She heard a cough. She stopped, listening. Another cough. And then, “Ah, crap.”
A pile of broken timbers to her left slithered and fell, and there was that stupid, bloody, beautiful mahogany table, nicked and battered, but still intact. And out from under it crawled Thomas.
Anne clambered across the wreckage toward him. Why was she crying now? She nearly impaled herself on a splintered wood beam, and then she was there. “Are you all right?” she asked, relieved and frightened at the same time. She reached down to help him up.
“I’ve been worse,” Thomas said. He coughed again and stood up. His glasses were gone. Pulverized brick dust sluiced off his uniform. He had lost his cap and dust covered his face. Anne saw that one sleeve of his uniform blouse was ripped from shoulder to cuff. More alarmingly, a trickle of blood ran down the side of his face. Thomas seemed wholly unaware of it.
“You need to go to hospital,” Anne said.
“Maybe—gotta clean up first.” Thomas turned, rather unsteadily, and then stopped. “Jesus Christ!” he said. Anne turned to see what he was staring at, and then wondered how she could miss so large and dramatic a tableau.
Between the manse and the radar unit was a huge crater– thirty feet across and half that deep, raw earth sending up tendrils of smoke. On the other side of the crater the transport truck lay on its side, burning. The radar unit itself had fallen off the trailer and lay on the ground. The housing was riddled with shrapnel holes; the dish was shredded. Over the smell of concrete dust and burning petrol Anne could definitely detect the ozone stink of fried electronics.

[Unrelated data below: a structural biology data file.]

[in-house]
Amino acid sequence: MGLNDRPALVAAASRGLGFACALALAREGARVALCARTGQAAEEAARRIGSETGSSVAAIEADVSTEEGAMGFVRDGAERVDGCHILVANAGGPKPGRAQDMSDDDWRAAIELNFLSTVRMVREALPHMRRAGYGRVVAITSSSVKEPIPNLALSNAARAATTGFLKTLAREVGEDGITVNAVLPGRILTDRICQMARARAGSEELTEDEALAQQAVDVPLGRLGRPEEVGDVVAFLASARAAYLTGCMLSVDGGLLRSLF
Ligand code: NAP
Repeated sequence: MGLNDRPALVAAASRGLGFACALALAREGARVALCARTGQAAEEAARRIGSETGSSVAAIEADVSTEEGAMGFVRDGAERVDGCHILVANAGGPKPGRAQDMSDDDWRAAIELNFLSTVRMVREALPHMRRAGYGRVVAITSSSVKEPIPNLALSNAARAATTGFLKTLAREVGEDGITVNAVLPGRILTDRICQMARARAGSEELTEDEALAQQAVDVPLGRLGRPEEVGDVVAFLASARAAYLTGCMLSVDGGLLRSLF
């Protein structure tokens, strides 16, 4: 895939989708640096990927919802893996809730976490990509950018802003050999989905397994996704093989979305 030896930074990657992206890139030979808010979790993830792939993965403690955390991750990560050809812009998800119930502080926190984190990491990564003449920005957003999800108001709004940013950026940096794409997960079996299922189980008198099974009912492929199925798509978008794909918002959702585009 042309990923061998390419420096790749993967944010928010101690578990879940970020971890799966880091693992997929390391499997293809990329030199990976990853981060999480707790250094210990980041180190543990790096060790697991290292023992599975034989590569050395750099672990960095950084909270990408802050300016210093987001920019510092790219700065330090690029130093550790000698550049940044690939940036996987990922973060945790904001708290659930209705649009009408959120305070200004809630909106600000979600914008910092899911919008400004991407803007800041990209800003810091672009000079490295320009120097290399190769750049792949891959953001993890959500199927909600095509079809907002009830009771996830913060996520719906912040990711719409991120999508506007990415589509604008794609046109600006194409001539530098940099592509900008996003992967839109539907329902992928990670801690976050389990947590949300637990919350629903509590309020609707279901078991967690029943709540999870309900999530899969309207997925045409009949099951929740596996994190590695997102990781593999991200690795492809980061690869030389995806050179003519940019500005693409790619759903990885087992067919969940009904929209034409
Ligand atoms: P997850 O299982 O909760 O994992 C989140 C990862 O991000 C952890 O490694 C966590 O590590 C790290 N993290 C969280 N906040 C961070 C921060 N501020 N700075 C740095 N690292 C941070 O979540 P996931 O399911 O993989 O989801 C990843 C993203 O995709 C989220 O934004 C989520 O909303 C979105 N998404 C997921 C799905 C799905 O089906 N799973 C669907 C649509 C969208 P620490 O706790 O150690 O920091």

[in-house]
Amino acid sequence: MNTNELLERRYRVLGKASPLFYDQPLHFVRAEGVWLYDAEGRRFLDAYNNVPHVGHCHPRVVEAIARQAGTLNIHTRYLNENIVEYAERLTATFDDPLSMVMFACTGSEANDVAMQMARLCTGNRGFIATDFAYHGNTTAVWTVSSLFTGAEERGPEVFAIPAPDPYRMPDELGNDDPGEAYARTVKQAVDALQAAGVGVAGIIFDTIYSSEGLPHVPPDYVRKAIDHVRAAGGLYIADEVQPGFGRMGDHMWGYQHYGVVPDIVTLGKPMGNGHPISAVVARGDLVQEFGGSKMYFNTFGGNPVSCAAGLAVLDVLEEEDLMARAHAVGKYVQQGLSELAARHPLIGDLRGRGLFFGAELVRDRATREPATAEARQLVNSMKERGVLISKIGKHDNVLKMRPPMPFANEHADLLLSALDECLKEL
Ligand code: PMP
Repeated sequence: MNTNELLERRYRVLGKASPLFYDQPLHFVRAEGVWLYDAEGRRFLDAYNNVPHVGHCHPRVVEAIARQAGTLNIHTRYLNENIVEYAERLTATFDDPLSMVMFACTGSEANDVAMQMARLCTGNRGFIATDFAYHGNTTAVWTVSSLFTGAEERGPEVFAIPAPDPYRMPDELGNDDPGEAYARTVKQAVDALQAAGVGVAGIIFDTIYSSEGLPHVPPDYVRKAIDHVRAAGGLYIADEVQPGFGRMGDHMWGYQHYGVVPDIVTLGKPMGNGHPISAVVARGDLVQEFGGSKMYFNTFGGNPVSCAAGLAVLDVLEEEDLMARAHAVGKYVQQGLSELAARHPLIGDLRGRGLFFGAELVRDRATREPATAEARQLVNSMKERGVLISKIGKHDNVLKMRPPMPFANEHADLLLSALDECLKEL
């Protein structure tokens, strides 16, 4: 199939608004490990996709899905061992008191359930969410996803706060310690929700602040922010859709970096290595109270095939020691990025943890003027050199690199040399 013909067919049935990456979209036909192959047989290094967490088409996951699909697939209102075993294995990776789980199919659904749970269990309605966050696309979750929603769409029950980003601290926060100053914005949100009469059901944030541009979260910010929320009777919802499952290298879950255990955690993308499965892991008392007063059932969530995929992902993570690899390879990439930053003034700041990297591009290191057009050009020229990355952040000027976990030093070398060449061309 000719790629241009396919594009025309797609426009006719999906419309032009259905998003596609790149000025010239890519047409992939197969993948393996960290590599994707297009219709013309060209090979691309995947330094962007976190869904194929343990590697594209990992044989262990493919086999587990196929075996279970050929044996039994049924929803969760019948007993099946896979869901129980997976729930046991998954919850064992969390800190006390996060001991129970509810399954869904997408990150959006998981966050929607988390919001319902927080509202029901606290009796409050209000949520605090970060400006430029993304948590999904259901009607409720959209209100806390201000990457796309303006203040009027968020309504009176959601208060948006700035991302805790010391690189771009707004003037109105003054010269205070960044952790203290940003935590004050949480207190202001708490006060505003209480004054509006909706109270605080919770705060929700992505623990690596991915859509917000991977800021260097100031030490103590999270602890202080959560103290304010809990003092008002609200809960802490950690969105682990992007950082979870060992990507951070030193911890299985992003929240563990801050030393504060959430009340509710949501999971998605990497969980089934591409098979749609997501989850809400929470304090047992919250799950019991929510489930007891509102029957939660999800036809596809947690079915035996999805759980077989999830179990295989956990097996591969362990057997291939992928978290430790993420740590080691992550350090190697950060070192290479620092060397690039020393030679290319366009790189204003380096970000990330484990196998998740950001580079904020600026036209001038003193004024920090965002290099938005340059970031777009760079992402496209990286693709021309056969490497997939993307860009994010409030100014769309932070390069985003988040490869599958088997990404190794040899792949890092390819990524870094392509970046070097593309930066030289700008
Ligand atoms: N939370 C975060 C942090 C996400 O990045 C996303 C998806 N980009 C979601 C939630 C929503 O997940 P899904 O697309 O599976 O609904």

Thomas raised his hands, in rage and despair. “Look what those Nazi bastards did to my radar!”
It was too much. Anne grabbed Thomas by the lapels and shook him with all her might. “Damn you! I don’t care about the bloody Nazis, and I don’t care about your bloody radar! You were nearly killed, you stupid sod! Doesn’t that mean anything to you?”
“Whoa, stop the roller-coaster,” Thomas said, grabbing hold of Anne’s hands in an attempt to damp out the oscillations. She stopped shaking him and they stood there for a long moment, panting, face-to-face. Without his glasses, Anne realized, Thomas’ eyes were brilliant blue.
Dust be damned. Anne raised herself up on tip-toe and kissed Thomas right on the lips. The sergeant’s eyebrows went up, but he kissed her back. For a moment she hung off his neck and he lifted her up off her feet, and they were just there.
They finally broke the kiss. Thomas set Anne back down. He stared into her face, wondering and confused. Anne stepped back and slapped him, hard enough to make dust fly. She stalked off.
Group Captain Carter came running from the direction of the bunker. He had to step out of Anne’s way. He looked at her retreating figure, then at Thomas. “Are you quite all right, sergeant?”
Thomas rubbed his face. “Beats the hell out of me, sir. And the day started out so normal.”
You can probably see why I don’t write romance novels.